In other audiophile news, it's somewhat fascinating hearing John Darko asking the interviewee about a supposed "obsession with THD", or the idea that objective folks just wanting "one number" in his podcast. That's patently ridiculous and Darko's just setting up strawmen fallacies all over the place, creating an unrealistic characterization of the depth and breadth that reviews with objective testing are able to explore. This does not help but create enmity through perpetuating "black or white" stereotypes. I seriously hope that these days we can get beyond such simplicities. Even if one were to use a single "summary" like either a THD(+N) or maybe frequency response graph, nobody is suggesting that this captures everything about the performance of a specific device even though it could be very important and actually might explain a large part of what is heard (eg. frequency response with headphones)! At 46:30, discussion of the "psychology that surround people's obsession around numbers" is also interesting although I think very wrong with irrelevant correlations being made. It's also dangerous to talk about Dunning-Kruger or implying this in others when a person conducts only subjective reviews and doesn't open up for comments and criticisms!
Despite the interview, I do like Jonathan Novick's RMAF 2015 presentation. If we look at the RMAF 2015 talk, around 40:00, his summary of testing with reminders that "not all distortions sound alike", "graphs tell more than specs", "measure where you listen" (ie. at normal power levels for example), etc... you'll see that folks who test with measurements generally will address these points. There's no mystery in there. In fact, objective audiophiles like myself publishing these tests are not acting like a manufacturer's advertising department who might want to hype up specs and throw out only a single big number with the intent to sell stuff. If anything, the testing punishes the devices and I'm just as happy to report problems as I am to see excellent results; that should be the case for all independent reviewers I hope.
I think the most interesting and important part of the Novick 2015 talk is a reminder to listen and test for "transitory conditions" which is a good point about idiosyncrasies that might not show up on static signals. The other important revelation he makes is "we should be able to see anything that we hear in the waveform" - yes, it's all testable objectively. An axiom of objective testing of sound quality which I don't think Darko explored with his guest.
I think it would be nice for folks like Darko to just be more real and provide examples they're referring to instead of these dramatic handwaving generalizations and vague claims of what "some people" believe (like that single numbers are all that important). I'm really not sure if these days, many people believe strongly in what manufacturers publish as a single number in the specs anyways. So maybe at the end of the day, the message should be: Be wary with manufacturer-promoted single-number specs, but encourage careful, detailed measurements when reviewing!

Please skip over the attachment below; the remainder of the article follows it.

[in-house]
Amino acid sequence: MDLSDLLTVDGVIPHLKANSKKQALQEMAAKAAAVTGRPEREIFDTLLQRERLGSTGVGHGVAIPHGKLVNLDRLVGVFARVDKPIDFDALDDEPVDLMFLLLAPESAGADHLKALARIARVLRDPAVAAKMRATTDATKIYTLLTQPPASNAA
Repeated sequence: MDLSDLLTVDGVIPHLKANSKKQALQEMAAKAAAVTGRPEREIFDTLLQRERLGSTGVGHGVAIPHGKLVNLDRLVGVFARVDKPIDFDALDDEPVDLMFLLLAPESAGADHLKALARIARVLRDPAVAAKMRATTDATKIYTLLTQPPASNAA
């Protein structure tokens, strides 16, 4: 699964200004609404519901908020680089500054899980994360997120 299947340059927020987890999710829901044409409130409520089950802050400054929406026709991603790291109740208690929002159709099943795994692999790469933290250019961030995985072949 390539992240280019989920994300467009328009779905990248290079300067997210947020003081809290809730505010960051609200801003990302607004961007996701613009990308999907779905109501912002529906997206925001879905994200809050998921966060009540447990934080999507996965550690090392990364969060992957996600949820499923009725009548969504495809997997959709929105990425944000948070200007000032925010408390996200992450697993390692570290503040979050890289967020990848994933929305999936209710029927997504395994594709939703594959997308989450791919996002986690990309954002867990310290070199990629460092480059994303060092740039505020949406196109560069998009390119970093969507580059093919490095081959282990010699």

Conveniently, Darko also seems to be the only audiophile media personality commenting on the recent GoldenSound MQA video exposé with a convenient "I understand some of it, but not all of it". Sure, when you can't argue, plead ignorance.
Funny that he picks up on the AudioQuest Carbon 1m S/PDIF cable measurement in the MQA video showing the difference in +/-250Hz sidebands down at -133dB around the 12kHz synthetic J-Test signal ;-). Yeah, that's significant value right there for your US$200 cable! Music will clearly sound much better with the AudioQuest because of that difference?! Have a good look at the magnitude of MQA's effect compared to that jitter measurement. (As usual, have a listen to jitter effects yourself.)
Okay... Enough with MQA, and commenting on other audiophile sites / commenters for a few weeks at least. I promise. ;-)
I watched Nobody with my son the other day. A turn-your-brain-off-plethora-body-count type movie - enjoyable if you're into the genre, like the John Wick series but more humor. Great to see Christopher Lloyd on the screen again. Bob Odenkirk does a great job as an "everyman" older suburban dad action hero. The score by David Buckley is enjoyable and propulsive but they really need to release a proper full soundtrack with all the classic songs featured in the movie which added to the atmosphere substantially!
That's all for this week, folks. Stay safe, enjoy the music, and may good network speed be with you and yours...